“On hearing that, DCP Umar hugged him and immediately made calls to the officer in charge of the platform and budget office. Today, the Inspector has been directed to come to the IPPIS office for enrollment on the platform. His death is so shocking.”
Lack of schools toilets hampers girls’ education – NGO
The NGO said that this is because the lack of such facilities posed a great challenge for girls and was a risk factor especially when they are menstruating.
Mr Adigun Temitope, the President of the foundation in a statement said it was discovered that most schools did not have any in place to support girls in ensuring menstrual hygiene during school hours, especially in the rural areas.
According to him, this makes a lot of girls in rural schools absent themselves from school during their monthly period.
He said it was discovered that traditional materials and inappropriate disposal of pads were common in the school and menstruating girls also experienced many restrictions, especially from religious activities.
Temitope said that the organisation had recently distributed sanitary pads to 532 students of Odewale Community High School, Ifo, Ogun State, after providing the beneficiaries with menstrual education.
He said that the project was organised in partnership with Always Nigeria’s #APadAGirl2025 Initative and Procter and Gamble Nigeria.
Temitope said that during the event, there was a health talk by medical experts on puberty, menstrual cycle and menstrual care.
“They were told that menstrual hygiene should always be discussed with high priority among girls and young women to guide them in menstrual care.
“Parents were encouraged to extend the new knowledge they had acquired to helping their daughters when faced with menstrual challenges so they see it as normal and natural occurrence,’’ he said.
The health experts said that boys and parents should also be involved in debunking myths and reduce the stigma associated with menstruation.
Temitope said that more needed to be done by stakeholders collectively in strengthening menstruation hygiene initiatives and programmes in rural areas and schools.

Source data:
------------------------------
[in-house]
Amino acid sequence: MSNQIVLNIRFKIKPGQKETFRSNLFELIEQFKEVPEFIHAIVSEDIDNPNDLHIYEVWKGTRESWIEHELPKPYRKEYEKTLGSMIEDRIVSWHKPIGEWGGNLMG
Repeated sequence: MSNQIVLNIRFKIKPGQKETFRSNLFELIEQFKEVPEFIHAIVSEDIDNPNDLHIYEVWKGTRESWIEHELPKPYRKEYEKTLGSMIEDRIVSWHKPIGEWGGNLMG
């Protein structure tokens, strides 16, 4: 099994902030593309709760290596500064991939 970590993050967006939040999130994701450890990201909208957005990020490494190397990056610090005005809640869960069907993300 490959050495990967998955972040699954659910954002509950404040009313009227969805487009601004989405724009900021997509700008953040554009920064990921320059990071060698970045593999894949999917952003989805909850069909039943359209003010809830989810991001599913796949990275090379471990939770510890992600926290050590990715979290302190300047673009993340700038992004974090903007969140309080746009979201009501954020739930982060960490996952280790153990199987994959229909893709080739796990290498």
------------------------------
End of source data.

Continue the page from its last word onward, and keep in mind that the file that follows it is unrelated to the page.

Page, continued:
“Education on awareness, access to hygienic sanitary pads and deposal of pads need to be addressed accordingly.
“Schools WASH environment should be improved, which includes separate toilets for girls, water and cleansing materials and safe disposal of soiled materials.’’
Temitope said that the aim of the project was to sensitise girls between ages of 11 and 16 and young women between ages of 18 and 24, on the importance of using sanitary pads as against other unhealthy options.
“The event witnessed a mass turnout of students alongside teachers and some parents to understand the impact of menstruation education in promoting menstrual hygiene and care among girls.
“It is also to clear the taboos around menstruation for girls and young women.
“Our foundation recognises that menstrual hygiene is fundamental to the dignity and wellbeing of women, girls, and an important part of the basic hygiene, sanitation and reproductive health services to which every woman and girl has a right.’’
The foundation is a rural-based NGO which focuses on unlocking sustainability development through education for all initiative and facilitating quality healthcare support.
It has been in existence since 2008 and the main objective is to give hope to the less privileged including persons with disabilities.